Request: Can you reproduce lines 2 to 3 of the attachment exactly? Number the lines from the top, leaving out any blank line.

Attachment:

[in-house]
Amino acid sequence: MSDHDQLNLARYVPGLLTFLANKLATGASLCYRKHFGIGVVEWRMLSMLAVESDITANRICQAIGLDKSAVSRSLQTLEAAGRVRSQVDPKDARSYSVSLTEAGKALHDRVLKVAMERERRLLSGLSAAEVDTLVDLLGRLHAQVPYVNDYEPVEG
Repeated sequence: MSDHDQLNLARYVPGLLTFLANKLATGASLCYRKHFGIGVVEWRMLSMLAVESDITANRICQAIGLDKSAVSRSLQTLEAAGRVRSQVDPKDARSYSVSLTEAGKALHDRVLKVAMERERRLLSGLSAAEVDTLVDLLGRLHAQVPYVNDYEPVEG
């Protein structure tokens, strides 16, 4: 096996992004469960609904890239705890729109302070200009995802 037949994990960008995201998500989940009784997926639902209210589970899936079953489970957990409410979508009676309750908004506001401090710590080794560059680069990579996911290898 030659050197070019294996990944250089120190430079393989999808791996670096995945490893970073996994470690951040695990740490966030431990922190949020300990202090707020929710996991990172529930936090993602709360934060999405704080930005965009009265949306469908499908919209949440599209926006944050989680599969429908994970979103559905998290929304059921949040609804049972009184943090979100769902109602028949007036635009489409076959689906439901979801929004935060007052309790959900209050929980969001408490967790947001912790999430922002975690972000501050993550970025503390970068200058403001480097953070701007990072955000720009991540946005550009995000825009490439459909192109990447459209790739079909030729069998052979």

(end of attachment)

Amino acid sequence: MSDHDQLNLARYVPGLLTFLANKLATGASLCYRKHFGIGVVEWRMLSMLAVESDITANRICQAIGLDKSAVSRSLQTLEAAGRVRSQVDPKDARSYSVSLTEAGKALHDRVLKVAMERERRLLSGLSAAEVDTLVDLLGRLHAQVPYVNDYEPVEG
Repeated sequence: MSDHDQLNLARYVPGLLTFLANKLATGASLCYRKHFGIGVVEWRMLSMLAVESDITANRICQAIGLDKSAVSRSLQTLEAAGRVRSQVDPKDARSYSVSLTEAGKALHDRVLKVAMERERRLLSGLSAAEVDTLVDLLGRLHAQVPYVNDYEPVEG